Wild Beasts – “Deeper”


Oneohtrix Point Never

It’s hard to pinpoint exactly how we slept on this one. We knew it was out there. We even knew we sort of liked it. Still, nothing from the album initially stood out as exhilarating. After sitting with this album for a couple of months though, the immediacy of the high points of Replica is strikingly obvious. Take “Nassau”, which can feels empty and repetitive initially. Sit with it. That dramatic piano loop that builds to overtake that initial vocal loop is awesome, and serves as a great bridge to the latter half of the album. –LC


Maya Jane Coles

Even kids in Kansas can make the claim that house music is now the mainstream. I’m not telling you anything new. But before you throw your fist in the air and scream for a rock rebellion, sift through the bullshit of Guetta and Avicii to the world of the underground. For me, Maya Jane Coles was the door that lead me down the rabbit hole. Sure MJC has been around for a bit, but 2011 was no doubt her year of breakthrough. Debuting at number 9 on the RA 2011 DJ Poll, winning Producer of the Year by DJ Mag, and claiming the title of Best Breakthrough by Mixmag is one hell of a rap sheet for a scene that can be a notorious boys club. All honors were well deserved as this past year found MJC continuously bringing forth some the of darkest, most soulful, grooving mixes we heard. From an incredible Essential Mix, remixes appearing on Crosstown Rebels and Defected, several stellar EP’s, and live shows along side Jamie Jones and Seth Troxler (to name a few more of my favorites), we’ll go ahead and put MJC on a much deserved pedestal. -Bear


Pure X

As soon as you put on Austin band Pure X’s debut LP Pleasure, you can’t help but disappear right into its 90s reverie. It pulls you in with the fuzz of its guitars and pining vocals, as each track dissolves into the next without much commotion, forming a slow-burn of a daydream back to a time when afternoons seemed to have no end, and everything else just sat abstractly in the distance. It hints at the monotony of sunshine in the dead of summer, and like a more spaced-out, consumed Yuck, Pleasure transports you to the comfort of your friend’s garage, weird lighting and all, when bagel bites were a legitimate meal, and the few hours after school were the most vivid part of your days. –Kenny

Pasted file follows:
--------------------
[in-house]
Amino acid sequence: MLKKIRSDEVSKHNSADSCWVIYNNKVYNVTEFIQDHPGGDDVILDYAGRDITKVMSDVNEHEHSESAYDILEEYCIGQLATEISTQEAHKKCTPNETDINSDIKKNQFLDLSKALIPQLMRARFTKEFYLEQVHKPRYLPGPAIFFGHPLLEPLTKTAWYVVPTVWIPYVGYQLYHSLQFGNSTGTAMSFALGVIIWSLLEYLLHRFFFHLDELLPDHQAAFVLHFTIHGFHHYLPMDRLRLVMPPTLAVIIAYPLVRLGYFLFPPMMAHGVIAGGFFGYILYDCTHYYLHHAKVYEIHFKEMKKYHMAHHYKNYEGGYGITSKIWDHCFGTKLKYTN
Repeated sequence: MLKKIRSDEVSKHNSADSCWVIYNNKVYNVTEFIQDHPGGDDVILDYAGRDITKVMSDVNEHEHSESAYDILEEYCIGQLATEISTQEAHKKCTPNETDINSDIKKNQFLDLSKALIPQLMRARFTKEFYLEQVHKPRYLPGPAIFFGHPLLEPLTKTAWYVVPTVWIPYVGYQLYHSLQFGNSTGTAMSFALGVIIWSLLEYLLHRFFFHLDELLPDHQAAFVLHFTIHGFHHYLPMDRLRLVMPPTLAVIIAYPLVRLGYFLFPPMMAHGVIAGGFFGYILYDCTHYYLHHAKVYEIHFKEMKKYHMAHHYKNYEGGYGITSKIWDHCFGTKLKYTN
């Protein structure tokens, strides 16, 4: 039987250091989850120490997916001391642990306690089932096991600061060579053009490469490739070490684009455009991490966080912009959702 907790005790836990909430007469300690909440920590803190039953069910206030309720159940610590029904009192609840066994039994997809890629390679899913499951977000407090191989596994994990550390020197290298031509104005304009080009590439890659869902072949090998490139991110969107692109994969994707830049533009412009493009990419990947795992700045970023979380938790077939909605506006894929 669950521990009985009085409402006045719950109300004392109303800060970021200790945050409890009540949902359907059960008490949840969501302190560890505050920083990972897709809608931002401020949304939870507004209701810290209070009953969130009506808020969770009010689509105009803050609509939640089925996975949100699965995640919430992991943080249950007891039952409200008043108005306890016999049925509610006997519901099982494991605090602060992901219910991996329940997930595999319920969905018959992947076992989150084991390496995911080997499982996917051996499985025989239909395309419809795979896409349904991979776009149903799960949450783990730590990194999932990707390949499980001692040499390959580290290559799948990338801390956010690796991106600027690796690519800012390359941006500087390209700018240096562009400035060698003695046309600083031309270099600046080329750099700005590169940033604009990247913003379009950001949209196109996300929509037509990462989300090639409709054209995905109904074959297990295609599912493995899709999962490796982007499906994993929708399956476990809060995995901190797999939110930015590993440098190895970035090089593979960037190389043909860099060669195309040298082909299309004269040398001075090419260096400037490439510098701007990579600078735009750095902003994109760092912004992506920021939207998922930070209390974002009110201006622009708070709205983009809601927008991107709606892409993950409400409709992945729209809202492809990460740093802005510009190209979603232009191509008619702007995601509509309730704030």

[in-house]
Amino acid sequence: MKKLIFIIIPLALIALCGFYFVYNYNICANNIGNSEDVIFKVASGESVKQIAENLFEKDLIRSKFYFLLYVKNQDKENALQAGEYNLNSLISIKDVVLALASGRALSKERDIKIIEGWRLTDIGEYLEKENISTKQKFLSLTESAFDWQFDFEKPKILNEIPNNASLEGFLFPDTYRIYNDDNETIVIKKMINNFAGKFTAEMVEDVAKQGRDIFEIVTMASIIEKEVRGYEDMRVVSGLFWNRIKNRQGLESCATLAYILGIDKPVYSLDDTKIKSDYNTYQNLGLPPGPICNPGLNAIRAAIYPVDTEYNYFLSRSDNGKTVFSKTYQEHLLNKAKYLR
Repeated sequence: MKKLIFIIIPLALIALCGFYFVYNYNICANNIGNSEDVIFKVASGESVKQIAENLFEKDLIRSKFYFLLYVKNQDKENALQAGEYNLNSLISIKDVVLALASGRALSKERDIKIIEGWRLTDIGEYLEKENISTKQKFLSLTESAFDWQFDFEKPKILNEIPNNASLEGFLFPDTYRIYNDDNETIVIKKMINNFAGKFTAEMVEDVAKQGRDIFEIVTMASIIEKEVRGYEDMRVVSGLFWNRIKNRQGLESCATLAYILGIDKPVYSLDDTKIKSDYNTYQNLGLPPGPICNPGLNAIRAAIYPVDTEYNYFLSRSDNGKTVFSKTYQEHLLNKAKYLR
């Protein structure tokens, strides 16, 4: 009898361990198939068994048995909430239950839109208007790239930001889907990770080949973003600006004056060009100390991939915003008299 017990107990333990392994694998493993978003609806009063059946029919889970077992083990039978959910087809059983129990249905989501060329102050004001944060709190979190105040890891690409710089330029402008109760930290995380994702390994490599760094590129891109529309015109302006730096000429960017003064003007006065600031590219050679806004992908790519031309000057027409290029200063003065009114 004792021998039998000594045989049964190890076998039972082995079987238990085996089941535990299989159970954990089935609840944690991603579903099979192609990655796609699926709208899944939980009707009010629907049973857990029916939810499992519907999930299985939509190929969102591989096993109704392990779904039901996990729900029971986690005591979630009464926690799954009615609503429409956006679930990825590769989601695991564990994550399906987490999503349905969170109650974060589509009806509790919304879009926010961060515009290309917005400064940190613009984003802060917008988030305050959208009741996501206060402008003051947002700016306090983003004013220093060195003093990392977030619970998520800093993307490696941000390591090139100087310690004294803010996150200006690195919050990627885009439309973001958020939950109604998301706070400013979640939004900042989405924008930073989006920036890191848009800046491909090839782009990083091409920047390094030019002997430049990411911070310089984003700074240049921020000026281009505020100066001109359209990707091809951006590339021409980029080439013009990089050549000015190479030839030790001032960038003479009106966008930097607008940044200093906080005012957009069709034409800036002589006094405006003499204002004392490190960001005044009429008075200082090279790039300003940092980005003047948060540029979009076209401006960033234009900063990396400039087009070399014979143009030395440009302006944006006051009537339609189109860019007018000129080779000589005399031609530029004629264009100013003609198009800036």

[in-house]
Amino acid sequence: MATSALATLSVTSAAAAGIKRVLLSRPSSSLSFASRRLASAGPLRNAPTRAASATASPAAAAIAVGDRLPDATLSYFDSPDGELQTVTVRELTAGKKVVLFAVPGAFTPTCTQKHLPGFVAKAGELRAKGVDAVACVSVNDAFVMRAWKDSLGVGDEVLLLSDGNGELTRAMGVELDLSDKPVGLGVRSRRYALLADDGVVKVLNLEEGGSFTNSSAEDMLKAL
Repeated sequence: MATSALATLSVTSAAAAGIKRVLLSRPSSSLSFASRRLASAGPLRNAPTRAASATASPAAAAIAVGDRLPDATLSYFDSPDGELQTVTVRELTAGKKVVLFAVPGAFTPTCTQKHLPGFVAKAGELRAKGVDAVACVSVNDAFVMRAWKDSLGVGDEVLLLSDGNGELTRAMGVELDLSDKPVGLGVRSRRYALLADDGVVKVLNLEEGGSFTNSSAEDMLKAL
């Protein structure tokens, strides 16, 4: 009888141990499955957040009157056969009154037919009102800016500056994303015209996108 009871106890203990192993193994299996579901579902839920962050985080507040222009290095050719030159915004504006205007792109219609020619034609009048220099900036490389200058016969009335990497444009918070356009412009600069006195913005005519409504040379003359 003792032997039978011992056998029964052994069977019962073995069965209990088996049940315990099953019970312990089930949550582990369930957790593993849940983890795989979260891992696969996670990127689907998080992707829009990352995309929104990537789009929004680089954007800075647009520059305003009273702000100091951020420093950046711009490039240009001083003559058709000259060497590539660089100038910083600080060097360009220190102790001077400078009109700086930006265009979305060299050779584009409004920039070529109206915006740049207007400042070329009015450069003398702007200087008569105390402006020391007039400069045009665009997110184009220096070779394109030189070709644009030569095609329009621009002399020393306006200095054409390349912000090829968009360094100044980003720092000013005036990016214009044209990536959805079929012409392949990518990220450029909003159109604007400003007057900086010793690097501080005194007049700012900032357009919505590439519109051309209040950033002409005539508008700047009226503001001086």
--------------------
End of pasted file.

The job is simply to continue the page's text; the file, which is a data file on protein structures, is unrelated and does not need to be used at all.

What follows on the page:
Pure X – “Dry Ice”



We pride ourselves as an LA blog and somehow missed one of the city’s favorite new bands. Locals, don’t be too mad at us though. We are ready to push the shit out this loud throwback. So much about FIDLAR screams Los Angeles: their Black Flag, Germs fueled punk attitude and Seeds inspired indie take on garage rock. They’re badass and if that’s not enough for you, grow a pair. -Stuart

FIDLAR – “Max Can’t Surf”


Azealia Banks

If music followed a similar ratings guide to film, then all things Azealia Banks would have made a major leap past NC-17. Not just because of her habitual use of that one word that no one can say (bunt…stunt..yeah, that word) but because of her ability to put forth vibes of straight XXX while flexing her muscle as a rapper or chanteuse. “212” would have (should have) easily broken our top ten list last year, and makes a strong case for the hardest-hitting track of 2011. While a lot credit can be given to the face-fracturing beat and combustible vocal distortion, there’s just something about the essence of Mz. Banks that only makes us want to go harder. -Bear

Azealia Banks – “212”